Sunday, 25 March 2012

The Hunger Games: Odds are definitely in their favour...

"The Hunger Games Movie Poster"

So, if the figures are anything to go by, Katniss Everdeen is never going to go hungry again. The Hunger Games has had the fifth best opening day ever, earning a ridiculous $68.3 million. In fact, this is the best opening day ever for a non-sequel - pretty impressive when you think about it. After today, The Hunger Games is likely to have taken in $150 million (maybe more) over its opening weekend, meaning that not only will the film make it into the top five biggest opening weekends ever, but also that it has beaten every single Twilight movie into the ground like a tent peg.

The Hunger Games has gone stellar so quickly for three very simple reasons:

1. It's based on a series of bestselling books

If there's one thing film producers have learned in the new millennium, it's that if you manage to get hold of the rights to a series of already bestselling books, especially Young Adult bestselling books, you may as well open that offshore bank account right now before you've even got anything to put in it. You've got yourself a loyal fan base vacuum-packed and ready to go; it doesn't even matter if your film is actually any good, because they'll turn up and shell out for it anyway.

2. Katniss Everdeen/Jennifer Lawrence

After the awful mess that Bella Swan/Kristen Stewart got us into over at Twilight Towers, female film fans have been crying out for a decent heroine. Now, we can point to Katniss Everdeen/Jennifer Lawrence and yell "Look! We're not all clumsy sour-faced pencil-thin weaklings! We can do stuff too!" That stuff being sacrifice ourselves for others, save our families from starvation, incite rebellion in the districts, and be darn handy with a long-bow.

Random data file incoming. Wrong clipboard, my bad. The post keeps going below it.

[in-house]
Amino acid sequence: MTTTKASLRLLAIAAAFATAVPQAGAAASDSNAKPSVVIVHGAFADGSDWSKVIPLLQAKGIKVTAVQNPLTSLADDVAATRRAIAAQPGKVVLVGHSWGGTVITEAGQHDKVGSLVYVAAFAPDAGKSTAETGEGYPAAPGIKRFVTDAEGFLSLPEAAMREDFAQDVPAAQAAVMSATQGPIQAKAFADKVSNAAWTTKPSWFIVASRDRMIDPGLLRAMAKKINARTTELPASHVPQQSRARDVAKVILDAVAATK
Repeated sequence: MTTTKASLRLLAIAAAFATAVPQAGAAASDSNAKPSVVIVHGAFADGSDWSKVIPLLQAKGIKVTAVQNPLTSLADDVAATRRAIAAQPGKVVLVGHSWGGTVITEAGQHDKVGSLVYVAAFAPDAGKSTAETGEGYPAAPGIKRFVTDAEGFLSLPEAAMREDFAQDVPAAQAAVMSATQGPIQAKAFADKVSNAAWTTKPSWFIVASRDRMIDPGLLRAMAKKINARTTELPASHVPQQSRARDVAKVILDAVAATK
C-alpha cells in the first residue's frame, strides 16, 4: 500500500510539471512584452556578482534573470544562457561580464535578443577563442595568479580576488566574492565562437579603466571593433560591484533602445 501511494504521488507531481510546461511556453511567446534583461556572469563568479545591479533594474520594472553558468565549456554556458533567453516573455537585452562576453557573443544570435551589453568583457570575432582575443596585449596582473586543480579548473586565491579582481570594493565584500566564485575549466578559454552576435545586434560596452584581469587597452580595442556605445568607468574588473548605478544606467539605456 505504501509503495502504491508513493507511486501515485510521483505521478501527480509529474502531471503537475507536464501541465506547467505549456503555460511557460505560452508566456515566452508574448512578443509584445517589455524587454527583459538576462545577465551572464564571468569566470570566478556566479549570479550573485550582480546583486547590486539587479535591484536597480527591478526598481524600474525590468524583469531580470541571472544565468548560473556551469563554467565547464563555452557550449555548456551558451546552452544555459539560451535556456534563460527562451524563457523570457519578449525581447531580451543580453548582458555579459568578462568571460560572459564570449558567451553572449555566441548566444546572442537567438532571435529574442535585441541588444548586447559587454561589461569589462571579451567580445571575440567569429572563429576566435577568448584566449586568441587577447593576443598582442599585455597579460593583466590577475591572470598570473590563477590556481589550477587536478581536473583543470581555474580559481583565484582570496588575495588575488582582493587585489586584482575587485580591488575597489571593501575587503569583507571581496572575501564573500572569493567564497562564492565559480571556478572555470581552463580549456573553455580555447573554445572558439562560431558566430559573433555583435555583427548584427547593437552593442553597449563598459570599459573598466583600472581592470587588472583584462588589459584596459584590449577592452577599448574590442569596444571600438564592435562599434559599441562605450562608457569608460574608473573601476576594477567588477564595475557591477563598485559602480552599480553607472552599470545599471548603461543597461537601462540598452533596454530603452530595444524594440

3. They've actually bothered to make this into a decent film

As pointed out above, due to the already strong fanbase built up by the books, The Hunger Games could very easily have got away with being bad. Many, many people would still have parted with their cash. But, being that it's actually very good as a film in itself, even without the books to back it up (see my review here), this means that even more people will be trooping along to the theatre to see what all the fuss is about.

All of which adds up to a ludicrously large amount of money for anyone who got in on the ground level. Perhaps Disney, after their recent haemorrhage over John Carter, could take a few tips from Lionsgate on this one.

PS. Just a small note to say that this is KINOLENS' 50th post! Huzzah.

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